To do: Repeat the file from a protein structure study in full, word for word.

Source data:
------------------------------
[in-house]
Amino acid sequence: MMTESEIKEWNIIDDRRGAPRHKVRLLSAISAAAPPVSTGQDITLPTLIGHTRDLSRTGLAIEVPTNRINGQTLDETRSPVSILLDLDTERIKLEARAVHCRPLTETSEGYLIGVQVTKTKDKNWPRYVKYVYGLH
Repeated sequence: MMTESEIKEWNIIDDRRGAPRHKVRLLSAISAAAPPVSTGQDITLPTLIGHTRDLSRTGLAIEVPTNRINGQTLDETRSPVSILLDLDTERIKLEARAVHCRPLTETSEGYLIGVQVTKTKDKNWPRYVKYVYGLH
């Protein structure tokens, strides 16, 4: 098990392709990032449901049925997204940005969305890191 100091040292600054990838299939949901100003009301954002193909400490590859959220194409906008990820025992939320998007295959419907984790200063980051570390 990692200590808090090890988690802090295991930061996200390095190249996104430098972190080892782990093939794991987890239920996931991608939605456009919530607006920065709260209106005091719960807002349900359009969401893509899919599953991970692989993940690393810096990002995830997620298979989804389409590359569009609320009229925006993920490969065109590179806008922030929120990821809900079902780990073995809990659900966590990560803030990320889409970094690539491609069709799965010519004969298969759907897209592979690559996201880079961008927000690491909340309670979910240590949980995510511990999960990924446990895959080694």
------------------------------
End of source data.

[in-house]
Amino acid sequence: MMTESEIKEWNIIDDRRGAPRHKVRLLSAISAAAPPVSTGQDITLPTLIGHTRDLSRTGLAIEVPTNRINGQTLDETRSPVSILLDLDTERIKLEARAVHCRPLTETSEGYLIGVQVTKTKDKNWPRYVKYVYGLH
Repeated sequence: MMTESEIKEWNIIDDRRGAPRHKVRLLSAISAAAPPVSTGQDITLPTLIGHTRDLSRTGLAIEVPTNRINGQTLDETRSPVSILLDLDTERIKLEARAVHCRPLTETSEGYLIGVQVTKTKDKNWPRYVKYVYGLH
């Protein structure tokens, strides 16, 4: 098990392709990032449901049925997204940005969305890191 100091040292600054990838299939949901100003009301954002193909400490590859959220194409906008990820025992939320998007295959419907984790200063980051570390 990692200590808090090890988690802090295991930061996200390095190249996104430098972190080892782990093939794991987890239920996931991608939605456009919530607006920065709260209106005091719960807002349900359009969401893509899919599953991970692989993940690393810096990002995830997620298979989804389409590359569009609320009229925006993920490969065109590179806008922030929120990821809900079902780990073995809990659900966590990560803030990320889409970094690539491609069709799965010519004969298969759907897209592979690559996201880079961008927000690491909340309670979910240590949980995510511990999960990924446990895959080694």